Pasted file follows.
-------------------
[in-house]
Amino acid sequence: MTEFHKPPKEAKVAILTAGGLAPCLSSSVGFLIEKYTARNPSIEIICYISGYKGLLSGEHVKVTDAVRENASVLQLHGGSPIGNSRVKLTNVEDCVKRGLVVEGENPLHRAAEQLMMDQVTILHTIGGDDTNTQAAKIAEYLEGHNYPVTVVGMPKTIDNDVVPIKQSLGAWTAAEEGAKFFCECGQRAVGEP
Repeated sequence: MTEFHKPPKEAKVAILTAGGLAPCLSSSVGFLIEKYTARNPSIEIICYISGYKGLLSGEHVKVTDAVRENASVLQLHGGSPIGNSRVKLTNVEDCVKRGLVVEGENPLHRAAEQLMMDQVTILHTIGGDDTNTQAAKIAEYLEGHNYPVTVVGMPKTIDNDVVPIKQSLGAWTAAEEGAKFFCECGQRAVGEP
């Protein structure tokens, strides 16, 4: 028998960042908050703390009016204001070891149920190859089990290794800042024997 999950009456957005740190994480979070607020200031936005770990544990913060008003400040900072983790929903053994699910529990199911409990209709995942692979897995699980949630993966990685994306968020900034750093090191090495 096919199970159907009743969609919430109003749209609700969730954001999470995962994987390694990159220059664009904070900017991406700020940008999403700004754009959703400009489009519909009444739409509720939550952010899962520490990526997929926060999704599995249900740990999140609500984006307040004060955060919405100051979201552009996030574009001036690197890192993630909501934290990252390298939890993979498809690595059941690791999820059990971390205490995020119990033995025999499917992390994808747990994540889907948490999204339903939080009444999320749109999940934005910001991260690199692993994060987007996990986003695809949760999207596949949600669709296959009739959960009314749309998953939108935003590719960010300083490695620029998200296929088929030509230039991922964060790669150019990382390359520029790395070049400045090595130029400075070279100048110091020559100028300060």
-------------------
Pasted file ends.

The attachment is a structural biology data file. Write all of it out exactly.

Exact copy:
[in-house]
Amino acid sequence: MTEFHKPPKEAKVAILTAGGLAPCLSSSVGFLIEKYTARNPSIEIICYISGYKGLLSGEHVKVTDAVRENASVLQLHGGSPIGNSRVKLTNVEDCVKRGLVVEGENPLHRAAEQLMMDQVTILHTIGGDDTNTQAAKIAEYLEGHNYPVTVVGMPKTIDNDVVPIKQSLGAWTAAEEGAKFFCECGQRAVGEP
Repeated sequence: MTEFHKPPKEAKVAILTAGGLAPCLSSSVGFLIEKYTARNPSIEIICYISGYKGLLSGEHVKVTDAVRENASVLQLHGGSPIGNSRVKLTNVEDCVKRGLVVEGENPLHRAAEQLMMDQVTILHTIGGDDTNTQAAKIAEYLEGHNYPVTVVGMPKTIDNDVVPIKQSLGAWTAAEEGAKFFCECGQRAVGEP
């Protein structure tokens, strides 16, 4: 028998960042908050703390009016204001070891149920190859089990290794800042024997 999950009456957005740190994480979070607020200031936005770990544990913060008003400040900072983790929903053994699910529990199911409990209709995942692979897995699980949630993966990685994306968020900034750093090191090495 096919199970159907009743969609919430109003749209609700969730954001999470995962994987390694990159220059664009904070900017991406700020940008999403700004754009959703400009489009519909009444739409509720939550952010899962520490990526997929926060999704599995249900740990999140609500984006307040004060955060919405100051979201552009996030574009001036690197890192993630909501934290990252390298939890993979498809690595059941690791999820059990971390205490995020119990033995025999499917992390994808747990994540889907948490999204339903939080009444999320749109999940934005910001991260690199692993994060987007996990986003695809949760999207596949949600669709296959009739959960009314749309998953939108935003590719960010300083490695620029998200296929088929030509230039991922964060790669150019990382390359520029790395070049400045090595130029400075070279100048110091020559100028300060």